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The NY Times ‘Well’ section is unwell

Michael Joyce produces multimedia at and tweets as @mlmjoyce

Earlier this week, just in time for flu season, the ‘Well’ section of the New York Times (a lifestyle-focused part of their health section) offered this 233-word slice of pap:

An Upbeat Mood May Boost Your Flu Shot’s Effectiveness

I won’t burden you by going in-depth on why this headline is particularly misleading; suffice to say it references a single observational study of 138 people (using surrogate markers and post hoc analysis) that does not establish a causal relationship between mood and flu vaccine efficacy.

[See more in our toolkit: Observational studies: Does the language fit the evidence? Association vs. causation]

Post hoc analysis – labeled ‘data mining’ by critics – involves looking for patterns not specified in the original study design, with hopes of finding interesting patterns. However, these new patterns can easily be attributable to chance alone.

So why would a well-respected newspaper turn such inconclusive research into such a provocative headline if there’s very little to support it?

And what do they expect readers to do with this information? Wait until they’re in a good mood before going in for a flu shot? Or, worry that their flu shot may not work since they felt grumpy the day they got it? Such misunderstandings are very real possibilities when alluring headlines aren’t supported by adequate background information or context.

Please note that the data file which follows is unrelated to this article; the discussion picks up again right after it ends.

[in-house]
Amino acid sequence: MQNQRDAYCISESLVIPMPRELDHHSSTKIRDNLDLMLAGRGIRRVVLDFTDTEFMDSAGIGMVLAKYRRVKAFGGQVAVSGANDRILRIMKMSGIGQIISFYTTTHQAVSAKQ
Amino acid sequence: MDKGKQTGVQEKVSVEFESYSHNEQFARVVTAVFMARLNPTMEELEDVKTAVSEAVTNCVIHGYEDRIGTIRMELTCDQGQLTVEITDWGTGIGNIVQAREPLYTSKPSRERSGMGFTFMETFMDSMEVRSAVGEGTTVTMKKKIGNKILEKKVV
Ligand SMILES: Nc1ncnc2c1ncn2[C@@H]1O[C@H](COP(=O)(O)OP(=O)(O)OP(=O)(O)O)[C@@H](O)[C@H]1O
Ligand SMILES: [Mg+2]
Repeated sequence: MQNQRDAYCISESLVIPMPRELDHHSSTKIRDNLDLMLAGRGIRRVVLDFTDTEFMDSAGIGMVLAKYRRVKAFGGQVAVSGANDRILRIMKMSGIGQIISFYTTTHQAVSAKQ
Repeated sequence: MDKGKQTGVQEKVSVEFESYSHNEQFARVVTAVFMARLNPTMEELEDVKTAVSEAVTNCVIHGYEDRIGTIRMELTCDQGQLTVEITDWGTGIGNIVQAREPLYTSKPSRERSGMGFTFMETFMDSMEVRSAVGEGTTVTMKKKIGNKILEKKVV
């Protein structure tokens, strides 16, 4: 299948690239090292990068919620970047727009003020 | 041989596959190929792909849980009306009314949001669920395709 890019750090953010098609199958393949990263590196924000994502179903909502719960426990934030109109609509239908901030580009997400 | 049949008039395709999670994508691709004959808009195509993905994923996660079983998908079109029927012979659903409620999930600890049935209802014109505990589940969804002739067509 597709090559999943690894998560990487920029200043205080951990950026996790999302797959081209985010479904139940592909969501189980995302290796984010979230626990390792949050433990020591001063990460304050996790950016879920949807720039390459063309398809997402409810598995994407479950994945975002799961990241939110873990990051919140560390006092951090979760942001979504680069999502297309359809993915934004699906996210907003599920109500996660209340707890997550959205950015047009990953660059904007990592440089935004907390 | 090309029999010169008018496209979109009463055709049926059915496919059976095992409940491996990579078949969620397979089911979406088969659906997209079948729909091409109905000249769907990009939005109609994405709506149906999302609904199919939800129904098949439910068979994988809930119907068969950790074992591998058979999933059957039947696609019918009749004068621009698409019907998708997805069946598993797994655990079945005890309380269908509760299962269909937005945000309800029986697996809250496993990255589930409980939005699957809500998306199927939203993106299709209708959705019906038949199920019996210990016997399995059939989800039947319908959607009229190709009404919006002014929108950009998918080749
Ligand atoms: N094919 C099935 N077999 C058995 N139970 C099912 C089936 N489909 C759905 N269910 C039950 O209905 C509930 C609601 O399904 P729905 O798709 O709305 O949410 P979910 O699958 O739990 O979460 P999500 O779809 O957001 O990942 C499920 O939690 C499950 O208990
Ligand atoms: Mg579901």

We’ve seen this before in the NY Times ‘Well’ section. Here are some examples:

  • Some Fruits are Better Than Others – in which cause-and-effect statements were made suggesting that certain fruits were more beneficial for type 2 diabetes than others. Problem is, the study referenced was an observational study which precludes making such statements.
  • For Fitness, Push Yourself – sounds good right? But the data cited came from a mouse study and applying them to humans was an unjustifiable leap.
  • Walnuts for Weight Loss? – an industry-funded study of 9 people over 10 days doesn’t justify writing: “A handful of walnuts may be an effective weight loss tool.”

Remember: this ‘Well’ feature is part of the Health section of one of the largest circulating papers in the world. And this is misinformation.

What’s striking about this for me is that some of the best health care reporting I’ve read comes from other parts of the Times’ Health section. What is it about the ‘Well’ section? Are the editorial standards for evidence-based background materials different?

Regardless, it needs to change. Articles like those listed above run the risk of undermining the legitimate health care reporting that the Times excels at. If someone is arguing that these articles are clickable — and therefore, potentially popular — then the price for that will inevitably be a loss of credibility. Say nothing of the consequences of spreading misinformation by way of misleading headlines.

The Times proud motto is a good one: “All the News That’s Fit to Print.”

These articles are unfit … and the ‘Well’ section is unwell.

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